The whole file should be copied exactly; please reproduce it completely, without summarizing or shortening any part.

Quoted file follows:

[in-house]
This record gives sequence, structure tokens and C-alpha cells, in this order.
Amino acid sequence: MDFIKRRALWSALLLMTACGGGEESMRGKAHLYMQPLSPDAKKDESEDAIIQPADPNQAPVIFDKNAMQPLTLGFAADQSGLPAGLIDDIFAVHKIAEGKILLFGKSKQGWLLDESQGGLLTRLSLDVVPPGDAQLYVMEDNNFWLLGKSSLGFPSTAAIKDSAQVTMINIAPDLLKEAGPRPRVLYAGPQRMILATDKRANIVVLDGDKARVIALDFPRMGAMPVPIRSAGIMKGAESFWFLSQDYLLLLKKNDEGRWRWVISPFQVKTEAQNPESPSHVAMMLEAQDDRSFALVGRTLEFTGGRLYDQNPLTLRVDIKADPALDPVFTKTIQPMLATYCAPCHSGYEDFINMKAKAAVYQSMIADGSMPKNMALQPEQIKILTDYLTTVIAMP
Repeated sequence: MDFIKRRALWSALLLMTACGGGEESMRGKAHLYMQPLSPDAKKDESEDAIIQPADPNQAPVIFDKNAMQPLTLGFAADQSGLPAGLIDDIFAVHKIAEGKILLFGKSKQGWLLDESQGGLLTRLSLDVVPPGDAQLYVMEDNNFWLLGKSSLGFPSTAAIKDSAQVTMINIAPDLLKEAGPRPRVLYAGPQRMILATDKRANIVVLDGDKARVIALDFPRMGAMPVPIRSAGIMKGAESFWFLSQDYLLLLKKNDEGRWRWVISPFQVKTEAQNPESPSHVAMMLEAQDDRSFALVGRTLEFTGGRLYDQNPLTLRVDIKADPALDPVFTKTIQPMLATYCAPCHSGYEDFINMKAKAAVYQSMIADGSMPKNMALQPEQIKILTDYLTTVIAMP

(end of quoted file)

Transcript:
[in-house]
This record gives sequence, structure tokens and C-alpha cells, in this order.
Amino acid sequence: MDFIKRRALWSALLLMTACGGGEESMRGKAHLYMQPLSPDAKKDESEDAIIQPADPNQAPVIFDKNAMQPLTLGFAADQSGLPAGLIDDIFAVHKIAEGKILLFGKSKQGWLLDESQGGLLTRLSLDVVPPGDAQLYVMEDNNFWLLGKSSLGFPSTAAIKDSAQVTMINIAPDLLKEAGPRPRVLYAGPQRMILATDKRANIVVLDGDKARVIALDFPRMGAMPVPIRSAGIMKGAESFWFLSQDYLLLLKKNDEGRWRWVISPFQVKTEAQNPESPSHVAMMLEAQDDRSFALVGRTLEFTGGRLYDQNPLTLRVDIKADPALDPVFTKTIQPMLATYCAPCHSGYEDFINMKAKAAVYQSMIADGSMPKNMALQPEQIKILTDYLTTVIAMP
Repeated sequence: MDFIKRRALWSALLLMTACGGGEESMRGKAHLYMQPLSPDAKKDESEDAIIQPADPNQAPVIFDKNAMQPLTLGFAADQSGLPAGLIDDIFAVHKIAEGKILLFGKSKQGWLLDESQGGLLTRLSLDVVPPGDAQLYVMEDNNFWLLGKSSLGFPSTAAIKDSAQVTMINIAPDLLKEAGPRPRVLYAGPQRMILATDKRANIVVLDGDKARVIALDFPRMGAMPVPIRSAGIMKGAESFWFLSQDYLLLLKKNDEGRWRWVISPFQVKTEAQNPESPSHVAMMLEAQDDRSFALVGRTLEFTGGRLYDQNPLTLRVDIKADPALDPVFTKTIQPMLATYCAPCHSGYEDFINMKAKAAVYQSMIADGSMPKNMALQPEQIKILTDYLTTVIAMP